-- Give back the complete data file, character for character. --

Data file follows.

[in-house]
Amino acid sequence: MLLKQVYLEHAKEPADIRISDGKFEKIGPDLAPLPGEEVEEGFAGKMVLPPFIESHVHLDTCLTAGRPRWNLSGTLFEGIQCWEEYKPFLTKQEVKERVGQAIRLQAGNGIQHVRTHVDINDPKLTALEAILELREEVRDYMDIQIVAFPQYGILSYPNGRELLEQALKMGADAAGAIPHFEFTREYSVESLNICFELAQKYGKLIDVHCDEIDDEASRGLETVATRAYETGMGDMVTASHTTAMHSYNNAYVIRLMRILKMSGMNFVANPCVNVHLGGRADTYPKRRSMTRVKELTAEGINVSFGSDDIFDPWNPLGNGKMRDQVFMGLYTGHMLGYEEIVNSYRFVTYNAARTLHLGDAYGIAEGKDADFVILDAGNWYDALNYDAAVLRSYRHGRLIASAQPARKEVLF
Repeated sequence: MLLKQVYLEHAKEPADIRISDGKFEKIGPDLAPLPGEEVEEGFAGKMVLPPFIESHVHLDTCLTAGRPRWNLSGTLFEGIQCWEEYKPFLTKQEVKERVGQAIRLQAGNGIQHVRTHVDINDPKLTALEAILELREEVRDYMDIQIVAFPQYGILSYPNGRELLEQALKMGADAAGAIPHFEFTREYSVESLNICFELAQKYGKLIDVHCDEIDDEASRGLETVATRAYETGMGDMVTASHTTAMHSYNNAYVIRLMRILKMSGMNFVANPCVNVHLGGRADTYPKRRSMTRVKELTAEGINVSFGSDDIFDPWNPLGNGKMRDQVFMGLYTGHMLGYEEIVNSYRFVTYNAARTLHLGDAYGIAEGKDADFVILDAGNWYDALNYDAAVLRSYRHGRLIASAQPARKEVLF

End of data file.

[in-house]
Amino acid sequence: MLLKQVYLEHAKEPADIRISDGKFEKIGPDLAPLPGEEVEEGFAGKMVLPPFIESHVHLDTCLTAGRPRWNLSGTLFEGIQCWEEYKPFLTKQEVKERVGQAIRLQAGNGIQHVRTHVDINDPKLTALEAILELREEVRDYMDIQIVAFPQYGILSYPNGRELLEQALKMGADAAGAIPHFEFTREYSVESLNICFELAQKYGKLIDVHCDEIDDEASRGLETVATRAYETGMGDMVTASHTTAMHSYNNAYVIRLMRILKMSGMNFVANPCVNVHLGGRADTYPKRRSMTRVKELTAEGINVSFGSDDIFDPWNPLGNGKMRDQVFMGLYTGHMLGYEEIVNSYRFVTYNAARTLHLGDAYGIAEGKDADFVILDAGNWYDALNYDAAVLRSYRHGRLIASAQPARKEVLF
Repeated sequence: MLLKQVYLEHAKEPADIRISDGKFEKIGPDLAPLPGEEVEEGFAGKMVLPPFIESHVHLDTCLTAGRPRWNLSGTLFEGIQCWEEYKPFLTKQEVKERVGQAIRLQAGNGIQHVRTHVDINDPKLTALEAILELREEVRDYMDIQIVAFPQYGILSYPNGRELLEQALKMGADAAGAIPHFEFTREYSVESLNICFELAQKYGKLIDVHCDEIDDEASRGLETVATRAYETGMGDMVTASHTTAMHSYNNAYVIRLMRILKMSGMNFVANPCVNVHLGGRADTYPKRRSMTRVKELTAEGINVSFGSDDIFDPWNPLGNGKMRDQVFMGLYTGHMLGYEEIVNSYRFVTYNAARTLHLGDAYGIAEGKDADFVILDAGNWYDALNYDAAVLRSYRHGRLIASAQPARKEVLF